Great Hucklow nestles on the fringe of the Dark Peak but amid the rich pasture of the White Peak. The village contains higgledy-piggledy cottages and character houses together with a primary school, The Queen Anne public house and The Nightingale Centre which can provide overnight accommodation and conference facilities for groups and school trips.
The Parish of Great Hucklow is made up of five separate settlements including Little Hucklow, Grindlow, Windmill and Coplow Dale, the latter containing only a handful of cottages and farms.
There is evidence of lead mining in the area around Great Hucklow dating back more than 700 years. High Rake Lead Mine near Windmill is of particular historic interest and contains a shaft more than 600 feet deep. Minerals are still extracted from the hills around Great Hucklow, although mainly from underground, whilst the scars from the lead mining era have healed to provide an environment and habitat where wild flowers and wildlife flourish.
Many of the places around Great Hucklow contain the word ‘low’, as does Great Hucklow itself. This is in reference to an abundance of ancient burial grounds or tumuli to be found hereabouts. These ‘lows’ as they were named were where early men from Neolithic times buried their dead on the tops of hills or mounds, as close to the ‘heavens’ as possible.
Surrounded by footpaths and old tracks, Great Hucklow is located close to the routes of an ancient Portway, Roman road and an important turnpike highway which ran from Sheffield to Tideswell.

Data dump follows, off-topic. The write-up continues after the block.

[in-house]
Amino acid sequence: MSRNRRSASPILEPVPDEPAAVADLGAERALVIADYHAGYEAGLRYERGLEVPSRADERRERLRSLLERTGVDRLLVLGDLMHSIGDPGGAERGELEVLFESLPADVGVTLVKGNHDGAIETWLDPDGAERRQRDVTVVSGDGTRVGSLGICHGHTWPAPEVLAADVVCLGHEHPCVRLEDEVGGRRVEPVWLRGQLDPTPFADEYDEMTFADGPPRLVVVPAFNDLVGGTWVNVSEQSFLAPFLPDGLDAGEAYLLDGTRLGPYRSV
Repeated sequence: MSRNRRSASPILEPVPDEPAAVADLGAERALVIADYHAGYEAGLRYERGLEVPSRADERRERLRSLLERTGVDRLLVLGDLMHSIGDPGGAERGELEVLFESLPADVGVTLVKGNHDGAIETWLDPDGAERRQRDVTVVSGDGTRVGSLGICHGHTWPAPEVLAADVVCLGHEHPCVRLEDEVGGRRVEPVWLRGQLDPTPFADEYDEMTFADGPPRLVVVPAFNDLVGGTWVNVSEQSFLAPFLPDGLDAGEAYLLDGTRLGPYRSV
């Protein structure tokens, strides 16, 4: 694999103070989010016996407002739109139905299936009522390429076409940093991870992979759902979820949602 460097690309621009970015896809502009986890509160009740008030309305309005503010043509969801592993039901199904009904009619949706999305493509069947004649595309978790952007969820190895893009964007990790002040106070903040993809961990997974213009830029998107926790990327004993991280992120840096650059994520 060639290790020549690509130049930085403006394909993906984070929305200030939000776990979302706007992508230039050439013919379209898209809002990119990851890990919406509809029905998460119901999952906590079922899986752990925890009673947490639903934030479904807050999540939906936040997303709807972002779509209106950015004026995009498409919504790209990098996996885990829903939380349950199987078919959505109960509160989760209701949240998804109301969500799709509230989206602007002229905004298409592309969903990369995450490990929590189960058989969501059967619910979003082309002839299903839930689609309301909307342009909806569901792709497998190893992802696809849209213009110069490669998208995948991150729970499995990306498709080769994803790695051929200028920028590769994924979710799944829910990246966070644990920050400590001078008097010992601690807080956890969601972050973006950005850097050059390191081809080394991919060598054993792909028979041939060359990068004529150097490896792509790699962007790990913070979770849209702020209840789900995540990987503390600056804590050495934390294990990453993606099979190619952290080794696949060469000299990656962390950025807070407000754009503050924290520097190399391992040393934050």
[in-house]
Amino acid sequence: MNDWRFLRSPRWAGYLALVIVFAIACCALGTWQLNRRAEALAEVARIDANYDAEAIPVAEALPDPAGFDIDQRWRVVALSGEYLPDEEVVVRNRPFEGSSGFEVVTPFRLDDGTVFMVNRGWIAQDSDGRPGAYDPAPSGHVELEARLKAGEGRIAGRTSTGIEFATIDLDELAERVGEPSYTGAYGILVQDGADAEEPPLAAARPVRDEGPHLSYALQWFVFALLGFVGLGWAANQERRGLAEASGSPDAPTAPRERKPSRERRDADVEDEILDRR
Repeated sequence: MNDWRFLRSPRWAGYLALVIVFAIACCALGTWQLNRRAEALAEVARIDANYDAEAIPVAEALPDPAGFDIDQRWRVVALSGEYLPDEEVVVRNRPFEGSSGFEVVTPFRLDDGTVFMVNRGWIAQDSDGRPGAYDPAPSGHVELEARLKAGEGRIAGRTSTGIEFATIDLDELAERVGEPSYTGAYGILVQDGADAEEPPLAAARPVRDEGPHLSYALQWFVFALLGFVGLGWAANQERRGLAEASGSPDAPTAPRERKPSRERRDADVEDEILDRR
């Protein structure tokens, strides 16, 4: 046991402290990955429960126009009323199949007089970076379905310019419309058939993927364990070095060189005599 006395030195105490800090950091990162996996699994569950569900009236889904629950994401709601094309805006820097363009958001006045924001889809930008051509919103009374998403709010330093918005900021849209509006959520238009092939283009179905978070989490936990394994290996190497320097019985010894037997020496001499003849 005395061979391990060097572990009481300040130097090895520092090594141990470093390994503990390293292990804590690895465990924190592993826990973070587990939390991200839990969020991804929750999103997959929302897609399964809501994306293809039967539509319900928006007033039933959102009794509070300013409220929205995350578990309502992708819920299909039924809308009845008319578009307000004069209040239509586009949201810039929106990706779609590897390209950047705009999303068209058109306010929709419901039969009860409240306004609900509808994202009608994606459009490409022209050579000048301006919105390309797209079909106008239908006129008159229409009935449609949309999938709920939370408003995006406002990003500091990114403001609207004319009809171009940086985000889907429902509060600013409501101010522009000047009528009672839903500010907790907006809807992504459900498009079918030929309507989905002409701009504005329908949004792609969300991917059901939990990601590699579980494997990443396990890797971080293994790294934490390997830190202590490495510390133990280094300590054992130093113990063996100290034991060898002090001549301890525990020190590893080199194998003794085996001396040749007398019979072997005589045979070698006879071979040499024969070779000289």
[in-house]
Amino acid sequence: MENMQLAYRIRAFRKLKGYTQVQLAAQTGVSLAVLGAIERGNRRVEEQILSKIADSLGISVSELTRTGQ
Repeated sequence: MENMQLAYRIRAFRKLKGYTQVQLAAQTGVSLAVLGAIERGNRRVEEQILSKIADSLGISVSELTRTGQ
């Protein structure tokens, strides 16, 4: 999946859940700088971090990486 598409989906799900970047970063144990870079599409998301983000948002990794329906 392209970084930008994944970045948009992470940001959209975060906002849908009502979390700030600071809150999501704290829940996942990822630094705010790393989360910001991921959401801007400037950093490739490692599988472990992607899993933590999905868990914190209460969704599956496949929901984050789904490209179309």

With a foreground of rich pasture divided by miles of wonderful drystone walls, Hucklow Edge surmounted by gritstone moorland act as a backdrop, whilst on clear days the skies containing the soaring and shimmering wings of gliders from their base at the Derbyshire and Lancashire Gliding Club on Camp Hill.
A lovely walk through fields and stiles from Great Hucklow will take you up to the ridge top from where there are far reaching and panoramic views as well as a lovely little pub – the Barrel Inn at Bretton is a former coaching inn which is packed with horse brasses and oak beams and very popular.
Great Hucklow was famed for its Playhouse, founded by L Du Garde Peach which ran from 1938-1970. Large audiences attended every production, with visitors arriving from all over the country.
The moors above Great Hucklow contain several old packhorse routes which are now used mainly by walkers although some can be accessed by pedal cycles. Bretton Clough and Abney are steeped in history and fascinating to visit.
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